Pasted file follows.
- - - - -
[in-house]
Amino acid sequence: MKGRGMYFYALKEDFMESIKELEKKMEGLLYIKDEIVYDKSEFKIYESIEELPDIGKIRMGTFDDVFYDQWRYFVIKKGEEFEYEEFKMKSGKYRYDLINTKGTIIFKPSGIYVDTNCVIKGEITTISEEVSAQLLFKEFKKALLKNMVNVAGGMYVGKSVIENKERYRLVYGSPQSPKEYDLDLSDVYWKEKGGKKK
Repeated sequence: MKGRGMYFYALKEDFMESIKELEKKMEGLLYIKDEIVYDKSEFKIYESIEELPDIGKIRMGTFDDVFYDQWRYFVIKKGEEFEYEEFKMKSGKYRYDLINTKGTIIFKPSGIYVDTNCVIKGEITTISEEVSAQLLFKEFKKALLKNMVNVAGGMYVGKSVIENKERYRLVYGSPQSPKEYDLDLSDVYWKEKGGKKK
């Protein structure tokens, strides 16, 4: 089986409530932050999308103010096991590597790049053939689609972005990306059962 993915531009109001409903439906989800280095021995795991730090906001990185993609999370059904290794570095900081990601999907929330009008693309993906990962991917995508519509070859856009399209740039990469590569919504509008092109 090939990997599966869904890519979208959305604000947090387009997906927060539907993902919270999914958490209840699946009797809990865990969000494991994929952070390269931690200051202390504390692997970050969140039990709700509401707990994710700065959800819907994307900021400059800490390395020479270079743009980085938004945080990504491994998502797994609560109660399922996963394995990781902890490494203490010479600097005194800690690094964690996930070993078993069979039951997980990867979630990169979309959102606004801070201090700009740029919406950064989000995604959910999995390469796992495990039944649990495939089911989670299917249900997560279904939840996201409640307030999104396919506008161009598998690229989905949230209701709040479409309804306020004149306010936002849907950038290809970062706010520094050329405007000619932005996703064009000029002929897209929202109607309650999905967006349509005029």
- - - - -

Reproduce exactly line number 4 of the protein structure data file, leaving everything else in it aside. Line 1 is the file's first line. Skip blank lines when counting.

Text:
């Protein structure tokens, strides 16, 4: 089986409530932050999308103010096991590597790049053939689609972005990306059962 993915531009109001409903439906989800280095021995795991730090906001990185993609999370059904290794570095900081990601999907929330009008693309993906990962991917995508519509070859856009399209740039990469590569919504509008092109 090939990997599966869904890519979208959305604000947090387009997906927060539907993902919270999914958490209840699946009797809990865990969000494991994929952070390269931690200051202390504390692997970050969140039990709700509401707990994710700065959800819907994307900021400059800490390395020479270079743009980085938004945080990504491994998502797994609560109660399922996963394995990781902890490494203490010479600097005194800690690094964690996930070993078993069979039951997980990867979630990169979309959102606004801070201090700009740029919406950064989000995604959910999995390469796992495990039944649990495939089911989670299917249900997560279904939840996201409640307030999104396919506008161009598998690229989905949230209701709040479409309804306020004149306010936002849907950038290809970062706010520094050329405007000619932005996703064009000029002929897209929202109607309650999905967006349509005029």